- regulations 19 to 23 provide for the key building information duties in particular those imposed on the principal accountable person.
The regulations are accompanied by the Memo which comprises 15 paragraphs. It is worth reciting part of paragraph 7 which sets out the policy background and therefore places all these recent developments in their legislative context (emphasis added):
“7.1 The Act establishes a new more stringent building safety regime for higher-risk buildings. It was a fundamental part of Dame Judith Hackitt’s recommendations, as part of the new approach to managing fire and structural safety risks in higher risk buildings as outlined in her Building a Safer Future Report, commissioned by government after the Grenfell Tower tragedy.
7.2 The report set out that there were extensive flaws with the existing building safety system. Dame Judith identified serious issues with the transparency of information, and inadequate audit trails of information throughout the life cycle of a building that did not provide reassurance and evidence that a building has been built to be safe and continued to be safe. These Regulations are part of the reforms the government are taking forward under the Act and introduce new requirements on those responsible for higher-risk buildings to provide the Regulator with key building information.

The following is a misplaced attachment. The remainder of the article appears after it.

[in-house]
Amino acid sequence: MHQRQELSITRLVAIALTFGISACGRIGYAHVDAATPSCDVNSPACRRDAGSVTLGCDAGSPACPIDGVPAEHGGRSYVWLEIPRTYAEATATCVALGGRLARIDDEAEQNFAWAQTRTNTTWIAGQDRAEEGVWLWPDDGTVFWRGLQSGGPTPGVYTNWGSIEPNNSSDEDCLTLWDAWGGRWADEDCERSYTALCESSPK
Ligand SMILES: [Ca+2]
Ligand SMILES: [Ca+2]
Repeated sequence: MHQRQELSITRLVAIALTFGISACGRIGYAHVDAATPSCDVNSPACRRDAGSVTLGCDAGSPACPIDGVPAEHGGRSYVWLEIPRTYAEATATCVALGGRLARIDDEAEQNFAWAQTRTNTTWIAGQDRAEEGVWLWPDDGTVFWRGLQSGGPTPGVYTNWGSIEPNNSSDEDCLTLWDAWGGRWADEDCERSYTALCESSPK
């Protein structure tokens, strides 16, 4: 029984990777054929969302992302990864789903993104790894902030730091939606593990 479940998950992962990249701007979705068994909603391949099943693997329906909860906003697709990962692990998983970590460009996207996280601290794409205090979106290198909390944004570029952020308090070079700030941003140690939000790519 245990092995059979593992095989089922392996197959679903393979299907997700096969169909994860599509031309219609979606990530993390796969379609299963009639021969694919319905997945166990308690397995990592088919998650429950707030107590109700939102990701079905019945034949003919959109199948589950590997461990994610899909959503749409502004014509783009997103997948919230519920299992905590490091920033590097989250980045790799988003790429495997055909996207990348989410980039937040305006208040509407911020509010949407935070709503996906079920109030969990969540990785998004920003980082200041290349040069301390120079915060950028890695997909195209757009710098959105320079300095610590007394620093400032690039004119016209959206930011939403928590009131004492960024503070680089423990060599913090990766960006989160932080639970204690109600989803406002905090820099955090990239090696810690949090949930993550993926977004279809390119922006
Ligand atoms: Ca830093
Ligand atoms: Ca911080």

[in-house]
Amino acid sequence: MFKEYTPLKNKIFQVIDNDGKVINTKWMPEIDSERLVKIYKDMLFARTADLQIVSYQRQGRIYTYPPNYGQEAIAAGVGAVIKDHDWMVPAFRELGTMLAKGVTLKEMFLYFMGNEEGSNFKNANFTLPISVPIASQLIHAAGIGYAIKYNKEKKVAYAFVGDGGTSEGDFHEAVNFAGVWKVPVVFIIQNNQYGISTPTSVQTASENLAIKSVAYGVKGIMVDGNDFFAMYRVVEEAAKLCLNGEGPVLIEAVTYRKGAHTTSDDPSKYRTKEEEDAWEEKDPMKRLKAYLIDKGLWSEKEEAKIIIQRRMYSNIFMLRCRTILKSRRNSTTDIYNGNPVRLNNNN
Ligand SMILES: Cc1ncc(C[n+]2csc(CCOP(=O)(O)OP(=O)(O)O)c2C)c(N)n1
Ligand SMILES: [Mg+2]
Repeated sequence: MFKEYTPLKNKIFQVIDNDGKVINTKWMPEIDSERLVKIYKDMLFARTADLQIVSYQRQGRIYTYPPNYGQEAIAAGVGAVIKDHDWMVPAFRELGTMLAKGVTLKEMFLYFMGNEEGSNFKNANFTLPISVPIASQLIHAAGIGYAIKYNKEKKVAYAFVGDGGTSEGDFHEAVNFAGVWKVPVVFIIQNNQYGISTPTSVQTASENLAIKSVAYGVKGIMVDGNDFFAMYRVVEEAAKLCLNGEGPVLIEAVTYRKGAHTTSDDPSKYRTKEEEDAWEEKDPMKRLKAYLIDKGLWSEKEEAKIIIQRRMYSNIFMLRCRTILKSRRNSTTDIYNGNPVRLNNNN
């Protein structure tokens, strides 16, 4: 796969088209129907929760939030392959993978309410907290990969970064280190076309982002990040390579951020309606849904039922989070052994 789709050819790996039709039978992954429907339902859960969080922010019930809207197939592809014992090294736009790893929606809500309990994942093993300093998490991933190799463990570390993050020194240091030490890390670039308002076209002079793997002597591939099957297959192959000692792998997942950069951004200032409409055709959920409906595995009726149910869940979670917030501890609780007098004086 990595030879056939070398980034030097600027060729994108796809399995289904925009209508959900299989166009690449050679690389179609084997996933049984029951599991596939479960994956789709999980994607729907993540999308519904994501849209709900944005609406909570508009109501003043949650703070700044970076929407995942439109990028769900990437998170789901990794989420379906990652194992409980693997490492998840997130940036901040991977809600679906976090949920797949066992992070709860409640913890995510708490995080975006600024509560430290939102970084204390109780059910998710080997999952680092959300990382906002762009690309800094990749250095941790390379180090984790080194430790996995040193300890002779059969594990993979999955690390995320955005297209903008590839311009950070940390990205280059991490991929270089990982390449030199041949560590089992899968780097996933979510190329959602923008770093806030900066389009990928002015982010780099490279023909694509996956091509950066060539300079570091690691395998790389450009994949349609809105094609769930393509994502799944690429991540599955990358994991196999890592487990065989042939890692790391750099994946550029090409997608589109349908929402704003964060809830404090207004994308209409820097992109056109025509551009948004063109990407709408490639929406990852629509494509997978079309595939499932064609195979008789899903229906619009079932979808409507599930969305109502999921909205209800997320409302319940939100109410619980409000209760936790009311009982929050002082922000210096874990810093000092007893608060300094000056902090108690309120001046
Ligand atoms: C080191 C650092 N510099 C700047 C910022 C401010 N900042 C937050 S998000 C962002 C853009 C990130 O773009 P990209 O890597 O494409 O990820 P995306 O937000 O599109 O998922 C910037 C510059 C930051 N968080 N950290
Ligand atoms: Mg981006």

7.3 The government is requiring this information so the Regulator can carry out an initial triage of the potential risk levels in the existing 13,000 higher-risk residential buildings. The Regulator will require building assessment certificate applications as a priority for the buildings where, based on the information provided and other sources of intelligence from other regulators, the Regulator assesses the building’s potential for a building safety risk materialising to be higher than others.”
Looking forward, the Memo says this at §7.9 (emphasis added):
“Compliance notices in relation to failure to supply information can only be issued from the date that it is mandatory for existing buildings to be registered and the enforcement regime turns on. Existing building can register from 6 April but we only have the power to enforce it from when the regime turns on (expected to be 1 October).”
In respect of the interplay between flats and common parts, the Memo says this at §7,19 (emphasis added):